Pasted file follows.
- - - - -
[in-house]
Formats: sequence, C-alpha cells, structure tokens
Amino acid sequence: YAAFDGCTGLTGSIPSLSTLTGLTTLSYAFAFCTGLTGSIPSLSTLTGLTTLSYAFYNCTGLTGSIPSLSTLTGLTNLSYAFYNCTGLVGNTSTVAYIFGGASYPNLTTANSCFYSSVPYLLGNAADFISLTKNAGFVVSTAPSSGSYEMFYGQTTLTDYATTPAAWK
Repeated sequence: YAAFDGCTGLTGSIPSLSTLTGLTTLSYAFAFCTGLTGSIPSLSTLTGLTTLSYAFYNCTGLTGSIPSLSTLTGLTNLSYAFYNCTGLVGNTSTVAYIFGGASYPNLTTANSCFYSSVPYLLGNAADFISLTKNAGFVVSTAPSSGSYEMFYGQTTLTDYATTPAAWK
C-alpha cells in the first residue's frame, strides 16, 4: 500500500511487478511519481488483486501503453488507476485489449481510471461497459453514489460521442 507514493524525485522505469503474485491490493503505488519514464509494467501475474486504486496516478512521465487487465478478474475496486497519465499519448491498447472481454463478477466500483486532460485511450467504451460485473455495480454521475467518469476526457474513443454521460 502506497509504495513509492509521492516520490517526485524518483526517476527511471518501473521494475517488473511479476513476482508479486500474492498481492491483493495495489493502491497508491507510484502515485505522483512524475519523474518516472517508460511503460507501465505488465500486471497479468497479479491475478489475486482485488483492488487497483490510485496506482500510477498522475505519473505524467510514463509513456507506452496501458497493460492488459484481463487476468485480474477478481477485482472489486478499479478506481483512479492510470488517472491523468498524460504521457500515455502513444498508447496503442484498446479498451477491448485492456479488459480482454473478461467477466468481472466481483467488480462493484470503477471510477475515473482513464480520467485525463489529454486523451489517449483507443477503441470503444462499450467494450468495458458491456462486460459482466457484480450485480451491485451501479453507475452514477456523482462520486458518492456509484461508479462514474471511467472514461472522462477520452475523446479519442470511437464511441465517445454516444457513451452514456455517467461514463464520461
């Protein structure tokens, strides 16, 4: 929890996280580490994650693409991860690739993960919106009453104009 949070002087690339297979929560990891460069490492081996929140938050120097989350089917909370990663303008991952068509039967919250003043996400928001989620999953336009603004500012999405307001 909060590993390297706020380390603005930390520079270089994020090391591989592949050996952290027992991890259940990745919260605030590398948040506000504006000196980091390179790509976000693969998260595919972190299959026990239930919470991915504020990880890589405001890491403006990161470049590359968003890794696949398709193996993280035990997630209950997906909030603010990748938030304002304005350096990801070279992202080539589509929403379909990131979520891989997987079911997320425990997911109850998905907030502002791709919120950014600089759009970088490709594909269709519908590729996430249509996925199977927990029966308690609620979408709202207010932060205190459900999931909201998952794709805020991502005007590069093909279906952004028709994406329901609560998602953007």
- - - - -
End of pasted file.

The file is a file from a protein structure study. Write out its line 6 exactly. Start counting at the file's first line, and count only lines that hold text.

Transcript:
């Protein structure tokens, strides 16, 4: 929890996280580490994650693409991860690739993960919106009453104009 949070002087690339297979929560990891460069490492081996929140938050120097989350089917909370990663303008991952068509039967919250003043996400928001989620999953336009603004500012999405307001 909060590993390297706020380390603005930390520079270089994020090391591989592949050996952290027992991890259940990745919260605030590398948040506000504006000196980091390179790509976000693969998260595919972190299959026990239930919470991915504020990880890589405001890491403006990161470049590359968003890794696949398709193996993280035990997630209950997906909030603010990748938030304002304005350096990801070279992202080539589509929403379909990131979520891989997987079911997320425990997911109850998905907030502002791709919120950014600089759009970088490709594909269709519908590729996430249509996925199977927990029966308690609620979408709202207010932060205190459900999931909201998952794709805020991502005007590069093909279906952004028709994406329901609560998602953007």